Start: 95.4 Last week: 89.5 This week: 88.9

That’s encouraging. Moving on ...

I know that a dignified silence is far and away the best response to the raving lunatic who insists on sitting next to you on an otherwise empty bus. I also know that it only takes good people to stay silent for the lunatic to believe that their ravings are incontrovertible. Which is why I am prepared to fling my teeny pebble at the absurd Charlotte Allen, who for reasons best known to the editors at the L.A. Times seems to have a permanent hole to fill over there. A week or so ago she had published a piece of drek that is nothing but deceit and wilful ignorance from start to finish. Fortunately it seems to have caused less than a stir, except here.

Ms Allen's “argument” is that cheap is good, whether it is clothes, furniture or gasoline, and cheap food is the best of all. She vaguely acknowledges that there may just possibly be externalities, but they don’t really matter. All that matters is how much money people hand over for their food at the supermarket cash register. The amount they pay indirectly for the consequences of moving that food around, or cleaning up after its production, or dealing with the sickness it causes, is really of no concern to her, almost certainly because she doesn’t make any contribution to cleaning up after herself.

All of which is simply laughable. But I want to poke particular fun at two of her statements.

First off, there's the nonsense in the standfirst (which might have been the subs' fault)1 and an internal paragraph.

By demanding we all pay more to fund their agendas in these harsh economic times, foodie snobs and lefty social critics may as well tell us to eat artisanal cake.
Demanding that other people impoverish themselves, especially these days, in the name of your pet cause -- fostering craftsmanship, feeling "connected" to the land, "living more lightly on the planet" or whatever -- goes way beyond Marie Antoinette saying "let them eat cake." It's more like Marie Antoinette dressing up in her shepherdess costume and holding court in a fake rustic cottage at the Petit Trianon.

Oh how droll, how erudite, how historical, to bring up that trigger of freedoms and individual liberty, Marie Antoinette. Except, of course, that any four-year old with access to the internet could have told Ms Allen not only that Marie Antoinette almost certainly did not say that, but also that nobody is demanding that anyone impoverish themselves. In a country, however, where being poor and obese costs tax-payers billions of dollars a year, far more than smoking, it would actually pay the big government that libertarians profess to dislike to make food, especially “cheap” and profitable food, more expensive.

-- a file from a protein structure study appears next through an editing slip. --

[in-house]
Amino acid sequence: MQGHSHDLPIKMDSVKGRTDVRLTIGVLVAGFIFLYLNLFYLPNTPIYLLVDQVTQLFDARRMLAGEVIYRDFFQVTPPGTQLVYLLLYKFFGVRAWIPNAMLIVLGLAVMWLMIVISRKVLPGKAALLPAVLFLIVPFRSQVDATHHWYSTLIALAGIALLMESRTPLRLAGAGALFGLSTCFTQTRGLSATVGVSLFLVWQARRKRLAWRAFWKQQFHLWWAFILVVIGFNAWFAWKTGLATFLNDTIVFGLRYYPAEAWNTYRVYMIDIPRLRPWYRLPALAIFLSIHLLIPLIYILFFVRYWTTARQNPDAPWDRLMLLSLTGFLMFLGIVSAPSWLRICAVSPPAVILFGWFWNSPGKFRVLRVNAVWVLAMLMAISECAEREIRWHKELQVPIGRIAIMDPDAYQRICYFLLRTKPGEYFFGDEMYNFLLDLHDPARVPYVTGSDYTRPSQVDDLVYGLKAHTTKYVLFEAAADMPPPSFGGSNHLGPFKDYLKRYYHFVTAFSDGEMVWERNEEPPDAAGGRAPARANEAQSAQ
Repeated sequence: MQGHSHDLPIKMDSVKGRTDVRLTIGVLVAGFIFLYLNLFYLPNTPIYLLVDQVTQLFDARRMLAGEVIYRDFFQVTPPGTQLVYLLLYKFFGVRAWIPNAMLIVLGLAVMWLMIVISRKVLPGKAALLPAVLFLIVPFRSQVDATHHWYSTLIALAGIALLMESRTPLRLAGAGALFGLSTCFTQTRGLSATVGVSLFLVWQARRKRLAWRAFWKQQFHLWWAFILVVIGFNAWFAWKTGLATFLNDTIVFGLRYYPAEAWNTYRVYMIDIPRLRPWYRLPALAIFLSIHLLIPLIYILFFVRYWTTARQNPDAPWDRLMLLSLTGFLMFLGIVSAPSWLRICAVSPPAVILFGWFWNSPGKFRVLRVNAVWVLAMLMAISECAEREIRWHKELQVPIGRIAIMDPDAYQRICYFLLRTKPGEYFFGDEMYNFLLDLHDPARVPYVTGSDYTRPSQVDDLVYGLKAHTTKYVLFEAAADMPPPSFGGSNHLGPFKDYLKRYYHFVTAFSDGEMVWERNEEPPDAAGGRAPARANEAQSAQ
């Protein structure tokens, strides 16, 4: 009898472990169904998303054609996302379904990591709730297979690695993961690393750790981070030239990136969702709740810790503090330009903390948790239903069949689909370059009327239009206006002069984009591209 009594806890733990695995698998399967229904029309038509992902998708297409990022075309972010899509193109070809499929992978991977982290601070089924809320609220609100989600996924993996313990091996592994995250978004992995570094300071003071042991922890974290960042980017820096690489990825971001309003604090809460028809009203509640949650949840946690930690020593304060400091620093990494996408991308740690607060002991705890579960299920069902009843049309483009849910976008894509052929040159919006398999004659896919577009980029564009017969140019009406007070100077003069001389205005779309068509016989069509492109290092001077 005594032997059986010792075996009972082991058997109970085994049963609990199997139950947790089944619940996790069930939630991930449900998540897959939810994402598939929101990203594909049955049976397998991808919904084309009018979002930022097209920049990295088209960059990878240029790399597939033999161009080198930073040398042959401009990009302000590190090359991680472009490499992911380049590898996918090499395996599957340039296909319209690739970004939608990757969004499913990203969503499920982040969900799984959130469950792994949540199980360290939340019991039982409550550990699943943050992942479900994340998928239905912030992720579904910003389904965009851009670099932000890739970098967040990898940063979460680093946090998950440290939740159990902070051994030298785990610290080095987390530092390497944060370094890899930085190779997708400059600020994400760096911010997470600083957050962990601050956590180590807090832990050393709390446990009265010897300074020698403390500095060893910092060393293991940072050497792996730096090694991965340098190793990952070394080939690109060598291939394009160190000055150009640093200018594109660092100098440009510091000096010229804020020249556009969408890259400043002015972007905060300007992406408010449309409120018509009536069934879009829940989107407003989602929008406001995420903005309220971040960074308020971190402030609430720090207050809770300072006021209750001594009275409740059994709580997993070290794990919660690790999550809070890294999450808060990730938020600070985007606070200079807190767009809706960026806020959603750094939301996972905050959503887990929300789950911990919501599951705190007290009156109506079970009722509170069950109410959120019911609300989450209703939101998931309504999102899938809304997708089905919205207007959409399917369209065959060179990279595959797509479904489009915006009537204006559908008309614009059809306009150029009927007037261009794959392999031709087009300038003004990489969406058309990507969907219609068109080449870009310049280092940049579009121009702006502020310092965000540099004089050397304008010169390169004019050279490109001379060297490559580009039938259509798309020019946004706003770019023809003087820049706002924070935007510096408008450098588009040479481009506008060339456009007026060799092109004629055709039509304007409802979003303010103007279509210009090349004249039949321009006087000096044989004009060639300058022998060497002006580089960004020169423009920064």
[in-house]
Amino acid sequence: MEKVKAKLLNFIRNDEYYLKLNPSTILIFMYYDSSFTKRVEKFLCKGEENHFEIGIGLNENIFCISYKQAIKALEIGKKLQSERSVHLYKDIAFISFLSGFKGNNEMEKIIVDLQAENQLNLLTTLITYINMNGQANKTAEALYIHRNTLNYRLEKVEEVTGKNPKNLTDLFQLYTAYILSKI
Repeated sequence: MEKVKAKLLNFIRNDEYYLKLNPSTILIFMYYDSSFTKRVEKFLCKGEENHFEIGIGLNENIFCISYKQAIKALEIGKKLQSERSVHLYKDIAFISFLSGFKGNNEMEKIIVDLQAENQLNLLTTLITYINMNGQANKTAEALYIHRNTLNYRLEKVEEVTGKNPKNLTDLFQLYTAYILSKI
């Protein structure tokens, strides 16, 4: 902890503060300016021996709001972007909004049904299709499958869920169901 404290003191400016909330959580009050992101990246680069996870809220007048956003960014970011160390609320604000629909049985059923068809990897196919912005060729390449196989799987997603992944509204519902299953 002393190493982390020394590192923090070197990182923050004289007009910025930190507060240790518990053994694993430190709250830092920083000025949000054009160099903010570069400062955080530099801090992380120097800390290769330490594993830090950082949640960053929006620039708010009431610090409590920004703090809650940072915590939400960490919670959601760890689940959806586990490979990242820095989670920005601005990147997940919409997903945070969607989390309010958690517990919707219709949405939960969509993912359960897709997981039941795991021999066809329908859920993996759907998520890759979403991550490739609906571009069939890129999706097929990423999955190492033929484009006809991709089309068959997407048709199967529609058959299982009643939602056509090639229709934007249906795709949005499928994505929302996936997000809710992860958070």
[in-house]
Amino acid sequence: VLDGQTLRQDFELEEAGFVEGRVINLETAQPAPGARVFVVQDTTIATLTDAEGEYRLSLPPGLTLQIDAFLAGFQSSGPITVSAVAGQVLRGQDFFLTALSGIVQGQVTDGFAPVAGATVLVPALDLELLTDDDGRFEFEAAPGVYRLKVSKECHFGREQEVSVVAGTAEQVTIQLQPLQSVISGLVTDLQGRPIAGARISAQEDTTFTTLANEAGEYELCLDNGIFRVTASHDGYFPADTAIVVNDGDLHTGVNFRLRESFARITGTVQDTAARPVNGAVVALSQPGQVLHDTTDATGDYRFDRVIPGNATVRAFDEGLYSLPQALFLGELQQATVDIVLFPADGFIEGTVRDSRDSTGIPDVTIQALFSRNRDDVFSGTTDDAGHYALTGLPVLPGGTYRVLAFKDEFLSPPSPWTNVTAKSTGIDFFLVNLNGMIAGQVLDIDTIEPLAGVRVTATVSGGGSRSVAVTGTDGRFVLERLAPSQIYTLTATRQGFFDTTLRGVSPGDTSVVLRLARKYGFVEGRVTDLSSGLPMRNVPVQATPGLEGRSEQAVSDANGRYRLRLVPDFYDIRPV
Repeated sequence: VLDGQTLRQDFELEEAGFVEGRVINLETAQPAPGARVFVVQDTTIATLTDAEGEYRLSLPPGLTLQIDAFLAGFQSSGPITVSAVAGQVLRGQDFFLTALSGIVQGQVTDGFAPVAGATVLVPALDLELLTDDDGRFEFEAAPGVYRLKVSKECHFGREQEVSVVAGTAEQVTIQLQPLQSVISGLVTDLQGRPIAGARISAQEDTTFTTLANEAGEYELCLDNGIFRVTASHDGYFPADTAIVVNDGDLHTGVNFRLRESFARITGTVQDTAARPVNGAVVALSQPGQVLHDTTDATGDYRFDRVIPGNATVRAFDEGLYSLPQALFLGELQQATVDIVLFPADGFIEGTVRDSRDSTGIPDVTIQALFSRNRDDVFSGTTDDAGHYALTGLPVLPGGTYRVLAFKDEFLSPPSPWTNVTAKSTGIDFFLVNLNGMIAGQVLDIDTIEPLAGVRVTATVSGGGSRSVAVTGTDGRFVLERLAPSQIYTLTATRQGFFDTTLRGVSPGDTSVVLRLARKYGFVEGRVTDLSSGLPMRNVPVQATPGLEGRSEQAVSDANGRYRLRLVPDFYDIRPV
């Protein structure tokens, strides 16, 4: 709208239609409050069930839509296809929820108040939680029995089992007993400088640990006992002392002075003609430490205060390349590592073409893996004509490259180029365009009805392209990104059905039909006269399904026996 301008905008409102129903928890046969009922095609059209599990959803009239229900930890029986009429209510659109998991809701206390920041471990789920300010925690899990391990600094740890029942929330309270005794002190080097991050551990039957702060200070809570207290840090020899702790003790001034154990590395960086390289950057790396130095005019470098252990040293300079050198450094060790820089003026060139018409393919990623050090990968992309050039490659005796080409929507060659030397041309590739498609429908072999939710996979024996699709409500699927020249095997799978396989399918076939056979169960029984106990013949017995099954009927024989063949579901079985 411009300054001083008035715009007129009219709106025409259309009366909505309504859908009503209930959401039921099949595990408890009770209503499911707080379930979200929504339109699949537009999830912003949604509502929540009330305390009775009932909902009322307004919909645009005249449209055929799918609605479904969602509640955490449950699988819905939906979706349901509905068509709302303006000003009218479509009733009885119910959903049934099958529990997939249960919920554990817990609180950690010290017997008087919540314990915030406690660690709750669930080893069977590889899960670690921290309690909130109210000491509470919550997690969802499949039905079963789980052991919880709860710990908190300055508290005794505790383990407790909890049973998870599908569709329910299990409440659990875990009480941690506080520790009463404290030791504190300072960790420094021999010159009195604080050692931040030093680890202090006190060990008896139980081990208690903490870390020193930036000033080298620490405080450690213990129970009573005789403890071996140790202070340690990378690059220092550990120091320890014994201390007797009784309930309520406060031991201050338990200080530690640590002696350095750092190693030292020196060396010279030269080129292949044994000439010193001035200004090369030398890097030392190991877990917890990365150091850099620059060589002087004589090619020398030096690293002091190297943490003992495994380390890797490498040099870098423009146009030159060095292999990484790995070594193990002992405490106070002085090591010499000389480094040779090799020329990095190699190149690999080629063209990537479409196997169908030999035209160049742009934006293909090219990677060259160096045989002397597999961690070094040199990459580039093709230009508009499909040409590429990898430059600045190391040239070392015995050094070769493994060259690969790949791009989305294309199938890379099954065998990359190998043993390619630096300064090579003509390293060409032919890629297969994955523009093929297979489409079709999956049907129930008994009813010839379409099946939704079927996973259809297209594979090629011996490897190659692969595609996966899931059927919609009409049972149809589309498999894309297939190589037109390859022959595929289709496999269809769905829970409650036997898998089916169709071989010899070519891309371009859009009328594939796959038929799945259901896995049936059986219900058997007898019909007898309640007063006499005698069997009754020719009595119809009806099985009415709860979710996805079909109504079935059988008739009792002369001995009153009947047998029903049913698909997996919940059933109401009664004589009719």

And then there's this:

Those who think that there is something wrong with owning more than two pairs of sneakers or that exquisite fastidiousness about what you put into your mouth equals virtue need to be tele-transported back to, say, the Depression itself, when privation was in earnest and few people had telephones, much less cellphones. Read some 1930s memoirs: Back then, people who couldn't afford "quality" furniture slept on mattresses on the floor and hammered together makeshift tables out of orange crates. They went barefoot during the summer and sewed their children's clothes out of (non-organic) flour sacks. That was what "cheap" meant then -- not today's plethora of affordable goods that the social critics would like to take away from us.

They sewed their children's clothes out of (non-organic) flour sacks. Now, how was it that they had those non-organic flour sacks lying around? Could you find one today in even the most impecunious home? Of course not. You would, with luck, find the double plastic and cellophane bags in which cheap bread is wrapped to keep it “fresh”. But even a paper flour sack, bought because a homemade loaf is much more nutritious than supermarket pap or the crap that wraps a burger, would be most unlikely. And why? Because Allen and her fellow travelers have pushed cheap-now as hard as they possibly can, and hang the consequences. And who has benefited? Certainly not the poor saps who swallow their rhetoric every day.

As I’ve said before, people, especially those with less money, are not stupid. They buy the cheapest calories they can, now, and hang the consequences. Paying the true price for food is not elitist. Buying cheap food is enriching the pockets of the fabulously wealthy and impoverishing the citizens whose government ultimately pays the medical bills.

  1. 2021-09-08: It’s no longer in the archived version, which suggests that it might have been the subs. 

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